The blood always retains its power and efficacy, but our unbelief closes our hearts and hinders its potential. Faith is simply the removal of that obstacle, the opening of our hearts to the divine power by which the living Lord will apply Hisblood. Yes, we believe that there is cleanliness through the blood. Perhaps you have seen a spring in the middle of a patch of grass. Dust falls constantly on the grass that grows by the side of the road, but there is no sign of dust where the spring water falls in a refreshing and purifying spray; everything is green and fresh.
Thus the precious blood of Christ carries out his blessed work without ceasing in the soul of the believer. To those who entrust themselves to the Lord by faith and believe that this can and will be done, it will be granted. The heavenly and spiritual effect of the blood can be experienced at all times. His power is such that we can always dwell in the source, always dwell in the wounds of my Lord. I beg you to come and see how the blood of Jesus can cleanse your heart of all sin. You know with what joy a weary traveler would bathe in a cool stream, immersing himself in the water to experience its refreshing, purifying and strengthening effect.
Lift up your eyes and see by faith how a torrent flows without ceasing from heaven above to earth below. Put yourself in this current and believe that the words that the blood of Jesus cleanses from all sin have a divine meaning, deeper and broader than you have ever imagined. Believe that the Lord Jesus himself is the one who will cleanse you with his blood and fulfill his promise of power in you. Realize the cleansing of sin by his blood as a blessing in whose daily enjoyment you can live with confidence. Chapter 5 Sanctification Through Blood Therefore Jesus also, to sanctify the people with his own blood, suffered outside the gate. (Hebrews 13:12) Cleansing through the blood was the theme of our last chapter.
Sanctification through blood must now occupy our attention. To a superficial observer there may appear to be little difference between cleansing and sanctification. The two words seem to mean the same thing, but the difference is big and important. Cleansing is primarily concerned with the former life and the stain of sin, which must be removed. Sanctification refers to the new life and characteristics imparted by God. Sanctification implies union with God and the peculiar blood-bought fulness of blessing. The distinction between these two foundations is clearly marked in the Scriptures. Paul reminds us that Christ also loved the congregation and gave himself up for it, to sanctify and cleanse it by washing with water through the word (Ephesians 5:25-26).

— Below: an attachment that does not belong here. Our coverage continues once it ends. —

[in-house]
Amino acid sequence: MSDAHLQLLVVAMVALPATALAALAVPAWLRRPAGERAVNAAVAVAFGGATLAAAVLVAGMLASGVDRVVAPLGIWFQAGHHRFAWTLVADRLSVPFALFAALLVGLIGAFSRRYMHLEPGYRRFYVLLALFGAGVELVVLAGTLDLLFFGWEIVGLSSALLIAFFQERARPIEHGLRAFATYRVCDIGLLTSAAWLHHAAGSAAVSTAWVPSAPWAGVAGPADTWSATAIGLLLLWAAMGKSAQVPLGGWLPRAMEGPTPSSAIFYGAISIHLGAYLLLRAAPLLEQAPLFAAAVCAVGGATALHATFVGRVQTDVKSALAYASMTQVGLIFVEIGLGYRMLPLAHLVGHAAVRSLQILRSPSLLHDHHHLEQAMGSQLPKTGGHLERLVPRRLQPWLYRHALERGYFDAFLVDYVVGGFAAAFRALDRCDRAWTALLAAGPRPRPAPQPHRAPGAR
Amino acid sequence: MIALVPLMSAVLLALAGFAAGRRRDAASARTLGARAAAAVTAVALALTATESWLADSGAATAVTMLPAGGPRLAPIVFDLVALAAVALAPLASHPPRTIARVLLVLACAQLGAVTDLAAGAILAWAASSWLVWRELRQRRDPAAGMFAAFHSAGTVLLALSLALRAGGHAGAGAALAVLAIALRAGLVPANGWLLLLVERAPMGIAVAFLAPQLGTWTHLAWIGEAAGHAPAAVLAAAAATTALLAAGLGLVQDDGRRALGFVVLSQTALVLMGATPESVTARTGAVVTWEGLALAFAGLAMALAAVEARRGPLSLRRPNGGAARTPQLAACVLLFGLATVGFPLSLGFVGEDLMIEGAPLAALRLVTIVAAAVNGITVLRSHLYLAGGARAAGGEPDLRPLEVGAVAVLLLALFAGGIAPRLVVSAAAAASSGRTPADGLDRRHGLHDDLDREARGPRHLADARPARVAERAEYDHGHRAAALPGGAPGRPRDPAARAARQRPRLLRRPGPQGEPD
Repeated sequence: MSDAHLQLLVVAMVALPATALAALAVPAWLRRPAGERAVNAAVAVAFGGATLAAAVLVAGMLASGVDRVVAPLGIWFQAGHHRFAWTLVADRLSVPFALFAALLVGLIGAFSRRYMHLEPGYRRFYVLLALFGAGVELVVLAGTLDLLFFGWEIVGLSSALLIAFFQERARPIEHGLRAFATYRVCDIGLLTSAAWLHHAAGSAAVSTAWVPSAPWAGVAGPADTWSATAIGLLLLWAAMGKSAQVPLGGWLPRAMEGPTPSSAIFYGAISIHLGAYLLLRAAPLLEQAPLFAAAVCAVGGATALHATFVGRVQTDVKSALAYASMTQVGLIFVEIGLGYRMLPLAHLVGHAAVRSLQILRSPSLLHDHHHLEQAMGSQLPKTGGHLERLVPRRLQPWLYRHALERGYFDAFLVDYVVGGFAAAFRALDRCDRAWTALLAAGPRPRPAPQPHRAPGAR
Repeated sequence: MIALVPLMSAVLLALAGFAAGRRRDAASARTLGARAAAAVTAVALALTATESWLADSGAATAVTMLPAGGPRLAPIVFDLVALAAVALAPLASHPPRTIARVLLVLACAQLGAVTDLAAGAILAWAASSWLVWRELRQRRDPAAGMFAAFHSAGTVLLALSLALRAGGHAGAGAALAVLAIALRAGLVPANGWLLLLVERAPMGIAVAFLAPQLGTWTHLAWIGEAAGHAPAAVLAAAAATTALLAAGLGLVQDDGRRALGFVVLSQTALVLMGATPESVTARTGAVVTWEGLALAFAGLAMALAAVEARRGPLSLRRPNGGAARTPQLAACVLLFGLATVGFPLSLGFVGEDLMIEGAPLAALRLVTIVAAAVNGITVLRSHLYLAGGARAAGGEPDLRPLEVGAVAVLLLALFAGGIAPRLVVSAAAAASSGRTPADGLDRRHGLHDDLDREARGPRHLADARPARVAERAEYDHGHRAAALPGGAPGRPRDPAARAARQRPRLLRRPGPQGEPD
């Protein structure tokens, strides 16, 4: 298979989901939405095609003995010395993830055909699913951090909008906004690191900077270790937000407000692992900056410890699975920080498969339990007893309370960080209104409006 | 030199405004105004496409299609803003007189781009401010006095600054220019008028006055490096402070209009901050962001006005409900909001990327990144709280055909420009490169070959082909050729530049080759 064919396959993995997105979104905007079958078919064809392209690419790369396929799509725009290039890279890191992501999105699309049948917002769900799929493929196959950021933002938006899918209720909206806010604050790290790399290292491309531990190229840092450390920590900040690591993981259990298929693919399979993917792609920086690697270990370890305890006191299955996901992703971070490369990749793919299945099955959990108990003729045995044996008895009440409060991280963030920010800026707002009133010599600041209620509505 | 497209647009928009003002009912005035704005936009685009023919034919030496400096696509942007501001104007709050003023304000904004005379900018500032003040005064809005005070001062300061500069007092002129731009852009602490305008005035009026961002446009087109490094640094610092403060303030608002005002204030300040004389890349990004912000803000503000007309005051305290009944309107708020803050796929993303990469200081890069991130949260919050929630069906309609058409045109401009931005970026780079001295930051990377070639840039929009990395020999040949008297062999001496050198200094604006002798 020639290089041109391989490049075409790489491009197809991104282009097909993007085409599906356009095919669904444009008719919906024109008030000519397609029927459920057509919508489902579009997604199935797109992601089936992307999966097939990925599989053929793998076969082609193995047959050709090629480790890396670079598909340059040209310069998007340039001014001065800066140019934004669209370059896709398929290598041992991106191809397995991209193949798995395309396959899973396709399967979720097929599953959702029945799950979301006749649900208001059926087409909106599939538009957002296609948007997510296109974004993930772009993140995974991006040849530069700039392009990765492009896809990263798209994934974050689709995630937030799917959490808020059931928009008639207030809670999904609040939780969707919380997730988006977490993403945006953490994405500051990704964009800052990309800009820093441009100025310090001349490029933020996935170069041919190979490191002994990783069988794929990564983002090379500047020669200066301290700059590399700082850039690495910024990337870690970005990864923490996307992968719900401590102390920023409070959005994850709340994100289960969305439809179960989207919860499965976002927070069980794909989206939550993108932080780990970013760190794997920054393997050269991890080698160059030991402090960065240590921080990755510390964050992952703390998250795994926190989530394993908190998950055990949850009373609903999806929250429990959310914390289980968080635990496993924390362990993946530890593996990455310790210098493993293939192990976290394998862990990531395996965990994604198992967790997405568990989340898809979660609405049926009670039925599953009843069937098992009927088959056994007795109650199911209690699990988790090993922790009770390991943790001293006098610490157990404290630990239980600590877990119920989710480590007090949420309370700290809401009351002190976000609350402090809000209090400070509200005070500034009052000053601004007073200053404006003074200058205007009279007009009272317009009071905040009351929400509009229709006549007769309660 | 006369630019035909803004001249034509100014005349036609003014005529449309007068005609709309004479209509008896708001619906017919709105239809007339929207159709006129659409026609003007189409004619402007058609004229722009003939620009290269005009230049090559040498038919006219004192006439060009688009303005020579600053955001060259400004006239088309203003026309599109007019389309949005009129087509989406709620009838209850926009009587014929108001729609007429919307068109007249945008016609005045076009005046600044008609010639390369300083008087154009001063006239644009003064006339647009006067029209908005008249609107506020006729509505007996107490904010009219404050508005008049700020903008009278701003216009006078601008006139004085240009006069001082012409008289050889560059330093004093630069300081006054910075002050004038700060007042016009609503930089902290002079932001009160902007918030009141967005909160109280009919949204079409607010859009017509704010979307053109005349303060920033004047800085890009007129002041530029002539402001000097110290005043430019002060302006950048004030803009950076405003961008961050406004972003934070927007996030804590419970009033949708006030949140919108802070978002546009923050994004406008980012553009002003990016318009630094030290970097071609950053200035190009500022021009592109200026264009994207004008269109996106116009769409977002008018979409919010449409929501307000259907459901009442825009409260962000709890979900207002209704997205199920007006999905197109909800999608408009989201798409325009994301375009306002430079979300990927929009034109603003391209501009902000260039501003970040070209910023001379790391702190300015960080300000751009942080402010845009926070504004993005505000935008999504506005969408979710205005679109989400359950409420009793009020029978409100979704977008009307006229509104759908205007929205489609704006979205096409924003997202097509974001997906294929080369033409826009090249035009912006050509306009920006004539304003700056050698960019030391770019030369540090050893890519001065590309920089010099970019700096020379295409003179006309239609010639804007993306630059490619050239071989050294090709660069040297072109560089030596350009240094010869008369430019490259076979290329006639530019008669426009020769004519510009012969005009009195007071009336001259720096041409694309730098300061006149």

Having first cleansed it, then sanctifies it. Writing to Timothy he says: So if anyone purifies himself from these things, he will be a vessel for honor, sanctified and useful for the teacher's use, and prepared for every good work (2 Timothy 2:21). Sanctification is a blessing that follows cleansing and surpasses it. This distinction is also illustrated by the ordinances relating to the consecration of the priests as compared to those of the Levites. In the case of the latter, who held a position below that of the priests in the service of the sanctuary, sanctification is not mentioned, but the word cleansing is used four times (Numbers 8).
In the consecration of the priests, however, the word sanctify is often used, because the priests had a closer relationship with God than the Levites (Exodus 29; Leviticus 8). This record emphasizes the close connection between the blood of sacrifice and sanctification. In the case of the consecration of the Levites, atonement was made for sin, and they were sprinkled with purification water for cleansing, but they were not sprinkled with blood. But the blood had to be sprinkled on the priests. They were sanctified by a more personal and intimate application of the blood. All this foreshadowed sanctification through the blood of Jesus, and this is what we now seek to understand, so that we may gain a share in it.
Let us then consider: 1. What is sanctification; 2. How it relates to the sufferings of Christ; and 3. How it can be obtained. What is sanctification? To understand what the sanctification of the redeemed is, we must first learn what the holiness of God is. He alone is the Holy. Holiness in the creature can only be received from Him. God's holiness is often spoken of in connection with his hatred and hostility towards sin, but this does not explain what holiness really is. It is simply a negative statement: that the holiness of God cannot bear sin. Holiness is that attribute of God for which he always is, wants and does the supreme good, and what is supreme good he wants in his creatures and gives it to them.